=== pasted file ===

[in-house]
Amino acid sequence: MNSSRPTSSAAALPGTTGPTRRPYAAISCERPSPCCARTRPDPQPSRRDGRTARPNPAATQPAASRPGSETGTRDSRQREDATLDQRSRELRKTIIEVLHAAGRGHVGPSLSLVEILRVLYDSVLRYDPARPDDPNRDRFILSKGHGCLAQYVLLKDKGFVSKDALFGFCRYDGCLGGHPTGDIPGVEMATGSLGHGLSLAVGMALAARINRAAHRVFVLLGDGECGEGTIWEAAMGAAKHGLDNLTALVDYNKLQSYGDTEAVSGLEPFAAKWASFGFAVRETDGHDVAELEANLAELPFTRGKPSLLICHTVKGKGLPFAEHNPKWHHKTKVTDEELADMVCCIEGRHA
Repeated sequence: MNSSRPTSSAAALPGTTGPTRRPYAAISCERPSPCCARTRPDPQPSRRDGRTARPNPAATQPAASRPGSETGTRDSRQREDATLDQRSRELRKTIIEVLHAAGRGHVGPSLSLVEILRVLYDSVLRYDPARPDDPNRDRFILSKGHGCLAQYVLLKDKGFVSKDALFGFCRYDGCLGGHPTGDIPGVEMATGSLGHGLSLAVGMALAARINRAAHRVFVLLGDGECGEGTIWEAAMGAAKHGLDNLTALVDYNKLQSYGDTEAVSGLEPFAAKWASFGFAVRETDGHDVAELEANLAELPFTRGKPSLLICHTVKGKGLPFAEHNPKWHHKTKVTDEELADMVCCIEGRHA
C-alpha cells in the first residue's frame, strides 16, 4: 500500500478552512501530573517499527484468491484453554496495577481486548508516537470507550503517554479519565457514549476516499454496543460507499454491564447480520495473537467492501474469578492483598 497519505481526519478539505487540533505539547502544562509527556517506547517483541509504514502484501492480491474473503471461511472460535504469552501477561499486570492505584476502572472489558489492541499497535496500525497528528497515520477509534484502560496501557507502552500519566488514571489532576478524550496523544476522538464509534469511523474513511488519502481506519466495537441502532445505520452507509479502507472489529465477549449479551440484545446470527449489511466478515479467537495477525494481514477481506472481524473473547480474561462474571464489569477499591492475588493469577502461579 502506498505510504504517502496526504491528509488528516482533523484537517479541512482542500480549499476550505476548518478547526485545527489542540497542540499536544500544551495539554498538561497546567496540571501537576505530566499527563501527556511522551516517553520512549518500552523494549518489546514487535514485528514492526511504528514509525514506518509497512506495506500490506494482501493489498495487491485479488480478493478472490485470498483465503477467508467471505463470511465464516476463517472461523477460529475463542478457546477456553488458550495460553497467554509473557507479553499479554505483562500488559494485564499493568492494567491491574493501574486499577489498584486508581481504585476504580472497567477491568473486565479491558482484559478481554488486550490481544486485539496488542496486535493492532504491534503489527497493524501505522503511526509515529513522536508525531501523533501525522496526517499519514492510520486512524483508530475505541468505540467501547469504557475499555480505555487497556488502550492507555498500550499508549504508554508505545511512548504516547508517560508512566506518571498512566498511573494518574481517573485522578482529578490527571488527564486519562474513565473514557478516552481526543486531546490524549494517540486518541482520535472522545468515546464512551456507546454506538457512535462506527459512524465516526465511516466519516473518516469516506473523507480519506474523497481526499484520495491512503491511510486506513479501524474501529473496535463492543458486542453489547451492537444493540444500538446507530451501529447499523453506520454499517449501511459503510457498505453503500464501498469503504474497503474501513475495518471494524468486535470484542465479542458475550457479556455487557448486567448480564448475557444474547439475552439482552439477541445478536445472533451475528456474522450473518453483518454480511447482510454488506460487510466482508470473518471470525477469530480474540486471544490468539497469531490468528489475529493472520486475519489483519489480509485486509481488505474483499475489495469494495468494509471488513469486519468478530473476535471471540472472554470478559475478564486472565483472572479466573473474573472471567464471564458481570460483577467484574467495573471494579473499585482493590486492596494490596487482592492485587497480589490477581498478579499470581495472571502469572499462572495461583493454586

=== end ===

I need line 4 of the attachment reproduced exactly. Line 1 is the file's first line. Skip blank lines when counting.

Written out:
C-alpha cells in the first residue's frame, strides 16, 4: 500500500478552512501530573517499527484468491484453554496495577481486548508516537470507550503517554479519565457514549476516499454496543460507499454491564447480520495473537467492501474469578492483598 497519505481526519478539505487540533505539547502544562509527556517506547517483541509504514502484501492480491474473503471461511472460535504469552501477561499486570492505584476502572472489558489492541499497535496500525497528528497515520477509534484502560496501557507502552500519566488514571489532576478524550496523544476522538464509534469511523474513511488519502481506519466495537441502532445505520452507509479502507472489529465477549449479551440484545446470527449489511466478515479467537495477525494481514477481506472481524473473547480474561462474571464489569477499591492475588493469577502461579 502506498505510504504517502496526504491528509488528516482533523484537517479541512482542500480549499476550505476548518478547526485545527489542540497542540499536544500544551495539554498538561497546567496540571501537576505530566499527563501527556511522551516517553520512549518500552523494549518489546514487535514485528514492526511504528514509525514506518509497512506495506500490506494482501493489498495487491485479488480478493478472490485470498483465503477467508467471505463470511465464516476463517472461523477460529475463542478457546477456553488458550495460553497467554509473557507479553499479554505483562500488559494485564499493568492494567491491574493501574486499577489498584486508581481504585476504580472497567477491568473486565479491558482484559478481554488486550490481544486485539496488542496486535493492532504491534503489527497493524501505522503511526509515529513522536508525531501523533501525522496526517499519514492510520486512524483508530475505541468505540467501547469504557475499555480505555487497556488502550492507555498500550499508549504508554508505545511512548504516547508517560508512566506518571498512566498511573494518574481517573485522578482529578490527571488527564486519562474513565473514557478516552481526543486531546490524549494517540486518541482520535472522545468515546464512551456507546454506538457512535462506527459512524465516526465511516466519516473518516469516506473523507480519506474523497481526499484520495491512503491511510486506513479501524474501529473496535463492543458486542453489547451492537444493540444500538446507530451501529447499523453506520454499517449501511459503510457498505453503500464501498469503504474497503474501513475495518471494524468486535470484542465479542458475550457479556455487557448486567448480564448475557444474547439475552439482552439477541445478536445472533451475528456474522450473518453483518454480511447482510454488506460487510466482508470473518471470525477469530480474540486471544490468539497469531490468528489475529493472520486475519489483519489480509485486509481488505474483499475489495469494495468494509471488513469486519468478530473476535471471540472472554470478559475478564486472565483472572479466573473474573472471567464471564458481570460483577467484574467495573471494579473499585482493590486492596494490596487482592492485587497480589490477581498478579499470581495472571502469572499462572495461583493454586